Sunday, October 23, 2011

Saturday Night in Pop-Up Portobello

Last night I braved the tortuous Saturday night Underground system with all its weekend cancellations to go to the pop-up cinema at Portobello Road.
Don Letts was showing films, as a tribute to Ari. I went with Gina, her partner Mike and their two children.
Christine Robertson, a film-maker who managed The Slits for some time, had been invited to show her film of the Slits on holiday. She was a very interesting person to talk to for the book and it was lovely to see her again. And I also met Desmond Coy for the first time, though very briefly- he is Don Letts's brother, and I am reading the manuscript of his book at the moment and thoroughly enjoying it: it's one of those books that conjures up pictures in your head.
The first film was a sort of fan-homage to Don and his son, who Don told us are rebuilding their relationship after he left the family when his son was three. His son makes Dubstep music and the film followed the setting up and running of a gig in East London. I thought his music was great- I have never really listened to much dubstep- or not consciously- and thought it was worth listening to more. There was snippets of fascinating stuff: Don recording a programme for Radio 4 called The Story of the Bass; the bits about Don's father, who ran a sound system in the basement of the church after the morning service where people came with bibles under their arms (there was a photograph of his father standing next to his painted speakers, Duke Letts with his Superstonic Sound). And there were some baby Slits, Palmolive and Viv fascinated and concentrating intently as Chrissie Hynde showed them some chords. Then Don talked about the riot at the 1976 Notting Hill Carnival. I can see how that acted as a catalyst for punk.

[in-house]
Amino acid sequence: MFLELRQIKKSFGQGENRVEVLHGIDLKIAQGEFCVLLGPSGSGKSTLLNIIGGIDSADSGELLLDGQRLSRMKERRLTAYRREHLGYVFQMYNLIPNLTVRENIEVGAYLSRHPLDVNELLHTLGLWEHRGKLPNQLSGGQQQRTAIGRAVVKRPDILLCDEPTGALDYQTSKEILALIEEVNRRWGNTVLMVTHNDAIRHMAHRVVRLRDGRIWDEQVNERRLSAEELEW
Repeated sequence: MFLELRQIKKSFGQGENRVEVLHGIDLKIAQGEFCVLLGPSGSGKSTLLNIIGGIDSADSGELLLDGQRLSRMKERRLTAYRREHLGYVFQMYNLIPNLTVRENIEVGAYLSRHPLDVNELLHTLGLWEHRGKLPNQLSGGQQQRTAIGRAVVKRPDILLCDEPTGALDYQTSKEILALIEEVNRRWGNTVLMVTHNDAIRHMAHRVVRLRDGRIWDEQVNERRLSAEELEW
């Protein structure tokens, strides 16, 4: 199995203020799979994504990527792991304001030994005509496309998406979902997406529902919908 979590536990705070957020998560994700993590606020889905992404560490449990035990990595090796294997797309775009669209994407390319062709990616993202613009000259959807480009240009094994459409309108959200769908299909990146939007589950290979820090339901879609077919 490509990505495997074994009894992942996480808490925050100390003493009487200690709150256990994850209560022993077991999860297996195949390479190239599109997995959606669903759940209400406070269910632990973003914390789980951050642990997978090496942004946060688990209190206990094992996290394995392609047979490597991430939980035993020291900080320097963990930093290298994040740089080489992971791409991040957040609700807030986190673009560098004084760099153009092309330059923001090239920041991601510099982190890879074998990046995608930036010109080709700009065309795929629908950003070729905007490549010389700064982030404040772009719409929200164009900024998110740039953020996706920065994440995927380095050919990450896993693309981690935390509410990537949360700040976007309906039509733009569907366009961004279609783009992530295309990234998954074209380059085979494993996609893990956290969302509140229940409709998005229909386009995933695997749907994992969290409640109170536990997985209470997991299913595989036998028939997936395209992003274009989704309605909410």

Next, there was some awful footage of Ari at a fashion show, displaying 'pum-pum power' as Don (and she) called it. Since she died I have heard stuff that made this seem all the worse.
Nuff about that.
Christine's film was delicate and very moving: in black and white, Ari, Viv and Tessa rolled in the sand on a faraway beach, and waded into the sea one by one, splashing and playing in the waves and walking back on to dry land hand in hand. I know they all fell out (and later in again) with each other, but this showed three girls who were friends, young, unadorned and free, free, free. In colour, they had dressed up and were fooling around, shuffling in slippers on the rocks in shrouded headgear and decorating a huge cactus with hats, scarves and socks. It was so different to the tough punky time they had in England and it was oddly sweet and innocent. Last of all, Viv introduced a series of short films that Don had made of the group to go with tracks from the Cut album. There was footage of them at a dub club, just about the only females and definitely the only white people there, the sheer front of the activity rendering them perfectly safe amongst the clouds of ganja. My friend Kim used to do this too: the love of the music took her to places where it should have been dangerous to be a white girl, but everyone left her alone as she danced the night away. My favourite of these films was the one shot at the bandstand (where weeks later an IRA bomb blew up a young guardsman on his horse). Grinning frantically, Budgie slicks and clips away at the drums; Ari swoops about like a large bird, Tessa plays bass in her own private bass-world and Viv hits her guitar chords with sharp precision. Each girl wears a red item of clothing and the moving patterns of thes jump across the screen. A nun quietly settles on the grass to watch them.
There had been nothing like this at all in the world before, and there has been nothing like it since.


Monty said...

Who was sitting next to you in the cinema? A Kissing Couple, a Tramp, a Dirty Old Man, or a Child! Sorry for any Hurt, Pain, or Despair Re. Previous mails!

Monty said...

And did you buy any Popcorn/Ice-Creams etc. During the Intermission!

Helen McCookerybook said...

Ginger tea!